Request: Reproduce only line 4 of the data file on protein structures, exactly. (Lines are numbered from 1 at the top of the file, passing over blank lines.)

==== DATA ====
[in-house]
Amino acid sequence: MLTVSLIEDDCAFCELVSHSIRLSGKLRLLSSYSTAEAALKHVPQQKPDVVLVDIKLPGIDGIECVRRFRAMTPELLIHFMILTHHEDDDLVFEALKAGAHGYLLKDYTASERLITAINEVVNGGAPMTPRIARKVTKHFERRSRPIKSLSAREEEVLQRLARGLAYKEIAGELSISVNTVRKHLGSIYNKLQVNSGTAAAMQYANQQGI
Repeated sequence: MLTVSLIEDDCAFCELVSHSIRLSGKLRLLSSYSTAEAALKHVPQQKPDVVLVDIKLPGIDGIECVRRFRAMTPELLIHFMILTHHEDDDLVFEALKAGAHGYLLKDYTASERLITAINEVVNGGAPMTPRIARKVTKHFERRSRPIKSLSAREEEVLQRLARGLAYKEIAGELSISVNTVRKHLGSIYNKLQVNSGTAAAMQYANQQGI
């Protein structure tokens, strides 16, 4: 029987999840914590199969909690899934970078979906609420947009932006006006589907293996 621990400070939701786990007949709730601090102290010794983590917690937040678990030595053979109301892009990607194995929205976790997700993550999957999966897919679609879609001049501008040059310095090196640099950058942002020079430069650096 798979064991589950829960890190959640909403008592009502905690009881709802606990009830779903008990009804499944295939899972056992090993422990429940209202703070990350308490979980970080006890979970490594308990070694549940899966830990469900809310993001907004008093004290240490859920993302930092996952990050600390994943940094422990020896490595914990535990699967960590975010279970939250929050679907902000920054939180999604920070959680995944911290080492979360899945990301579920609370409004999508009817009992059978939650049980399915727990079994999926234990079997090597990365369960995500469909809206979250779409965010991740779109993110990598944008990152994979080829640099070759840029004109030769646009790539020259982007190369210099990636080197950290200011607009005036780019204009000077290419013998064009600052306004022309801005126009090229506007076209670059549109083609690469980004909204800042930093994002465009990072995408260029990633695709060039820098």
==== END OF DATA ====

């Protein structure tokens, strides 16, 4: 029987999840914590199969909690899934970078979906609420947009932006006006589907293996 621990400070939701786990007949709730601090102290010794983590917690937040678990030595053979109301892009990607194995929205976790997700993550999957999966897919679609879609001049501008040059310095090196640099950058942002020079430069650096 798979064991589950829960890190959640909403008592009502905690009881709802606990009830779903008990009804499944295939899972056992090993422990429940209202703070990350308490979980970080006890979970490594308990070694549940899966830990469900809310993001907004008093004290240490859920993302930092996952990050600390994943940094422990020896490595914990535990699967960590975010279970939250929050679907902000920054939180999604920070959680995944911290080492979360899945990301579920609370409004999508009817009992059978939650049980399915727990079994999926234990079997090597990365369960995500469909809206979250779409965010991740779109993110990598944008990152994979080829640099070759840029004109030769646009790539020259982007190369210099990636080197950290200011607009005036780019204009000077290419013998064009600052306004022309801005126009090229506007076209670059549109083609690469980004909204800042930093994002465009990072995408260029990633695709060039820098």